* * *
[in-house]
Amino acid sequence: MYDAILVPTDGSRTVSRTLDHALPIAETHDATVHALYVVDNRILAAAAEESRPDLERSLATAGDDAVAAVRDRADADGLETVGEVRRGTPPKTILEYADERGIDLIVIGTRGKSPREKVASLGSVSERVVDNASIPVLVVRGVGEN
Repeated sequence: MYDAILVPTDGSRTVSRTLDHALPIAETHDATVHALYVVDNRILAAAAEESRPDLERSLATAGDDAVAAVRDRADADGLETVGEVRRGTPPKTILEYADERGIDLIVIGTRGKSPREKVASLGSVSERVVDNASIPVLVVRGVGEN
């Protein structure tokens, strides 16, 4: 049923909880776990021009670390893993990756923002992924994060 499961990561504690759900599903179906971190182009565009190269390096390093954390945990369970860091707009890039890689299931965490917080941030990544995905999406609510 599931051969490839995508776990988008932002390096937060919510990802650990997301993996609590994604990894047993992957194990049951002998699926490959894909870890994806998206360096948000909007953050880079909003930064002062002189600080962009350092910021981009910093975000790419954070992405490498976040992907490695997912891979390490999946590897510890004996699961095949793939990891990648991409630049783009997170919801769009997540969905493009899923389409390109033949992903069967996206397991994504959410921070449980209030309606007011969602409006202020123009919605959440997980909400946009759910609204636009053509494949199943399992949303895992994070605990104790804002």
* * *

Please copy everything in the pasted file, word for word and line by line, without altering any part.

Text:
[in-house]
Amino acid sequence: MYDAILVPTDGSRTVSRTLDHALPIAETHDATVHALYVVDNRILAAAAEESRPDLERSLATAGDDAVAAVRDRADADGLETVGEVRRGTPPKTILEYADERGIDLIVIGTRGKSPREKVASLGSVSERVVDNASIPVLVVRGVGEN
Repeated sequence: MYDAILVPTDGSRTVSRTLDHALPIAETHDATVHALYVVDNRILAAAAEESRPDLERSLATAGDDAVAAVRDRADADGLETVGEVRRGTPPKTILEYADERGIDLIVIGTRGKSPREKVASLGSVSERVVDNASIPVLVVRGVGEN
């Protein structure tokens, strides 16, 4: 049923909880776990021009670390893993990756923002992924994060 499961990561504690759900599903179906971190182009565009190269390096390093954390945990369970860091707009890039890689299931965490917080941030990544995905999406609510 599931051969490839995508776990988008932002390096937060919510990802650990997301993996609590994604990894047993992957194990049951002998699926490959894909870890994806998206360096948000909007953050880079909003930064002062002189600080962009350092910021981009910093975000790419954070992405490498976040992907490695997912891979390490999946590897510890004996699961095949793939990891990648991409630049783009997170919801769009997540969905493009899923389409390109033949992903069967996206397991994504959410921070449980209030309606007011969602409006202020123009919605959440997980909400946009759910609204636009053509494949199943399992949303895992994070605990104790804002």